Nov 15 2022

Housing Element Authorized by Council to Be Sent to State

On November 15, 2022 at the Special Council Meeting on the Housing Element, the Council unanimously voted to:

“Approve the attached Resolution authorizing staff to finalize and submit the City of Piedmont’s Sixth Cycle Draft Housing Element to the California Department Of Housing And Community Development For Review.”

 No Council changes were made to the proposal. 

All participants appeared to understand the necessity of moving forward on the Housing Element in meeting the January 31, 2023 deadline and responding to the Housing and Community Development Department.

A number of speakers wanted additional consideration of housing on city property in the center of Piedmont.  Others were supportive of the changes made to the November 15, 2022 proposal.

Interest was expressed regarding evaluating public safety facilities in conjunction with housing in Central Piedmont, recognition of safety issues related to adding housing next to schools in the congested center of Piedmont, need to support recreational spaces given the increase in population, potential of isolating low-income families in Moraga Canyon, and renewed planning study of Central Piedmont.

READ the authorized Housing Element >HERE.


5 Responses to “Housing Element Authorized by Council to Be Sent to State”

  1. I generally commend the city staff and Council for trying to work through a fundamentally flawed state process. Besides the fact that the gross state and regional allocations are not based on current demographic trends, the allocations to each city are arbitrary and not based on any knowledge of a jurisdiction’s available vacant and underutilized sites.

    Built-out Piedmont with less than 2 square miles of land is assigned 587 units. Woodside in the heart of job-rich Silicon Valley gets only 328 units but has 11 square miles, 5+ times larger. Orinda with a BART Station and a 10-lane freeway, and 12 square miles of lightly developed land gets an allocation of only 557 units.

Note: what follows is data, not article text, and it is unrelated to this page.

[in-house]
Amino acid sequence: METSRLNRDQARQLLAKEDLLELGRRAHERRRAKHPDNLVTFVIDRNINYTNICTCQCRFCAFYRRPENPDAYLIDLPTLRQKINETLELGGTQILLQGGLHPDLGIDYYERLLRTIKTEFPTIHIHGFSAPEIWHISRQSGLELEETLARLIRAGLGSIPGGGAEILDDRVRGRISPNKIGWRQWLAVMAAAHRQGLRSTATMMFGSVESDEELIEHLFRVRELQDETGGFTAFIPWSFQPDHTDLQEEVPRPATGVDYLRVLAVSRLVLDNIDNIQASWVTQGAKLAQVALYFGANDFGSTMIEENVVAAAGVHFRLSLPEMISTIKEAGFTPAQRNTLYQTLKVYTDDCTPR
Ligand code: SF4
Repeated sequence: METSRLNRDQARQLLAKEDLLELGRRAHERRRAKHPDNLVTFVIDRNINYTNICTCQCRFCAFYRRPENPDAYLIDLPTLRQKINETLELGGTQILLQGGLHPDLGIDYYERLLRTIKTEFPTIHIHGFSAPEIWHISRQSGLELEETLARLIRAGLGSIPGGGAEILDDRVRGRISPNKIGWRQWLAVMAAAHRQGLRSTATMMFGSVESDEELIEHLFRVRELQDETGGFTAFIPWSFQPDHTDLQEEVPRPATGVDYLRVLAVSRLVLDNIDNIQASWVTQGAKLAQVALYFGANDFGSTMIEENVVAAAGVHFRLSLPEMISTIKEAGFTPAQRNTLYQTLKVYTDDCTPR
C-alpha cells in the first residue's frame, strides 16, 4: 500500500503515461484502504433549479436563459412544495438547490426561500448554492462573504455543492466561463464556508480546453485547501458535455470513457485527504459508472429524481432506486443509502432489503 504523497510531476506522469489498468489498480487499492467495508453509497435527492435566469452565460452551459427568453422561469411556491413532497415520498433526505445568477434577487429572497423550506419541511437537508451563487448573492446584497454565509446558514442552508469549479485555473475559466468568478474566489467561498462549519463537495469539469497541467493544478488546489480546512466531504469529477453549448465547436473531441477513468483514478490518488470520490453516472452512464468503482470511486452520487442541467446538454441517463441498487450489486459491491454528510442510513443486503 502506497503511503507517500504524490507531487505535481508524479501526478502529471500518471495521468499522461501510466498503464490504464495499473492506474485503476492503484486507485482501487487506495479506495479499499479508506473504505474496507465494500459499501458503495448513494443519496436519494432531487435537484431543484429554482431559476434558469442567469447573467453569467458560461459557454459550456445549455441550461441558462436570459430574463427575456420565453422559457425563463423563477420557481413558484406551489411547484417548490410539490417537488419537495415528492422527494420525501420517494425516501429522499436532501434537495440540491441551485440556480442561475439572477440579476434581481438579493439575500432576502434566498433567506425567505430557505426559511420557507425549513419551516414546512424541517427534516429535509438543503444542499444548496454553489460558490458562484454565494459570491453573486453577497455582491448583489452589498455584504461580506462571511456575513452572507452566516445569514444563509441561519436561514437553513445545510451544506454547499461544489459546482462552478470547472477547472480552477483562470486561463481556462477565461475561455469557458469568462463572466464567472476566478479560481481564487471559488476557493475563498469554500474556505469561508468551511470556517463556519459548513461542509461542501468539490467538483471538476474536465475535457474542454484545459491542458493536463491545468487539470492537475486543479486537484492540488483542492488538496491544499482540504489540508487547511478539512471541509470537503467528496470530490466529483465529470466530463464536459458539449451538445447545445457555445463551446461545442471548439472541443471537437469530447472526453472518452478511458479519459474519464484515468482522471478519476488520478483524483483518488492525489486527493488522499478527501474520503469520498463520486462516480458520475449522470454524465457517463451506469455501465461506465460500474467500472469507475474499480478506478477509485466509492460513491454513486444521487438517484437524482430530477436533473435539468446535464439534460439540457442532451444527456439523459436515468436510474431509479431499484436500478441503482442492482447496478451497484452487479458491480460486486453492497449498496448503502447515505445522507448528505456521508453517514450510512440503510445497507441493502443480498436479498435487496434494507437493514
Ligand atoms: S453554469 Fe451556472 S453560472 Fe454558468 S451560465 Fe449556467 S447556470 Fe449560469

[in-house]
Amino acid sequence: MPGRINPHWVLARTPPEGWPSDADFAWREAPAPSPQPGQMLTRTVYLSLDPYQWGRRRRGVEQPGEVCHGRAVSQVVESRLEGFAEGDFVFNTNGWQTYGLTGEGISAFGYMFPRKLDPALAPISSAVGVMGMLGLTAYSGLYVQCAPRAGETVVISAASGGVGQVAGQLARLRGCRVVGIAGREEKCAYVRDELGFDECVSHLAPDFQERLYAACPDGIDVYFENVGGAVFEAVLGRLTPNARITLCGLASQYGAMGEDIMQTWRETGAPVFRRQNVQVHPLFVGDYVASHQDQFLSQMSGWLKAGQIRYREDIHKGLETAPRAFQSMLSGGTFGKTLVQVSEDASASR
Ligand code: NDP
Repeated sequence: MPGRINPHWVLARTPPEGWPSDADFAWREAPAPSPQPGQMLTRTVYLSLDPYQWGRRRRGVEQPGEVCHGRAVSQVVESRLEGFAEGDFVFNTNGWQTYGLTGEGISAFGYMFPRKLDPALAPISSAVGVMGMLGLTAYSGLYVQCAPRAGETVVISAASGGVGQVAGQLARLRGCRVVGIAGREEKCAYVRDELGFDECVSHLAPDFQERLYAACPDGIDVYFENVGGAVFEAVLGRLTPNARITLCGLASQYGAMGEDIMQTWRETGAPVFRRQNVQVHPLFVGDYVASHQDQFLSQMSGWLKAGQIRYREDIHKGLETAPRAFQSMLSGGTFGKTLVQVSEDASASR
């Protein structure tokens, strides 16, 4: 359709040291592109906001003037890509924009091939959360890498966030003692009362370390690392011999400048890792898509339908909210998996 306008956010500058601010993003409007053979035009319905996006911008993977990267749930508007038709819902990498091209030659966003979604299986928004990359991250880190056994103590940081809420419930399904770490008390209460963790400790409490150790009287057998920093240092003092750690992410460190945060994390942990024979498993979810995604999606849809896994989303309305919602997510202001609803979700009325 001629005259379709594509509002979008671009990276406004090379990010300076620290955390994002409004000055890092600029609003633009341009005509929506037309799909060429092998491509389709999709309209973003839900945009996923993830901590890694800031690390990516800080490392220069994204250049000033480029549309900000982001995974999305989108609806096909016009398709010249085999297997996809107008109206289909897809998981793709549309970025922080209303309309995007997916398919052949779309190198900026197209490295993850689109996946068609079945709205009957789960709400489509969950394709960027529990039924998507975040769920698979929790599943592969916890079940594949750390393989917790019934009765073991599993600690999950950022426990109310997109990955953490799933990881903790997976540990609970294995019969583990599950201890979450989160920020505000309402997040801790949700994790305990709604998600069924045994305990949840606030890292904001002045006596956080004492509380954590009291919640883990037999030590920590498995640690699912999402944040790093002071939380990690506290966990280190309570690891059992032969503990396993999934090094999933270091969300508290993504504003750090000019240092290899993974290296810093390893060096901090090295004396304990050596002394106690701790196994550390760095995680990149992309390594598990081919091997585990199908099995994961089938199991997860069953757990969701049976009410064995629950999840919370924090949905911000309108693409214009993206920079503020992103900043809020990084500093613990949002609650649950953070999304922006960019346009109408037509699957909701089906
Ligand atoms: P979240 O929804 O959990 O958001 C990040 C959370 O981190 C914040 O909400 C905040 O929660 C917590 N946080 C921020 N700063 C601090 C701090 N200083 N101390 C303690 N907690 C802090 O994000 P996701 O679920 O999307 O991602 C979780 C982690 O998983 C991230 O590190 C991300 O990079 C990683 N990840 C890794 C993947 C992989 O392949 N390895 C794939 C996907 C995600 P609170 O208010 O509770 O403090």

It is hard to be respectful of such a flawed system. Only a few cities appealed their numbers. If more had, the pushback would have had political clout. A legislative fix is needed. But until then Piedmont will have to just provide a good faith effort to appear to achieve the unachievable.

  2. Thank you Michael for providing a greater-than-local protective on this phenomenon.

  3. This whole process is totally flawed! Why does the Council think that the low income housing must be in better location(s) than some of the current housing along Maxwelton above Moraga? Don’t expect me to pay for your absurdity!

  4. I think the LWC consultant may have somewhat addressed Michael’s question of why the disparity in allocations. In a discussion of the meaning of “high resource” I recall she said that HCD was using criteria like good schools and parks rather than public transit, access to services and underutilized sites to assign RHNA allocations. So that’s an equity rather than smart growth filter. The Housing Element assigns virtually all of the affordable housing to the city’s border neighborhoods. It will be interesting to see how HCD interprets this in light of their definition of “high resource”.

  5. I haven’t done the research but I’d guess that both Orinda and Woodside have comparable high achieving schools and I’m sure more park acreage per capita.
    Vacant and underutilized sites should be the most important criteria in terms of achieving housing goals. Without such sites almost nothing happens.

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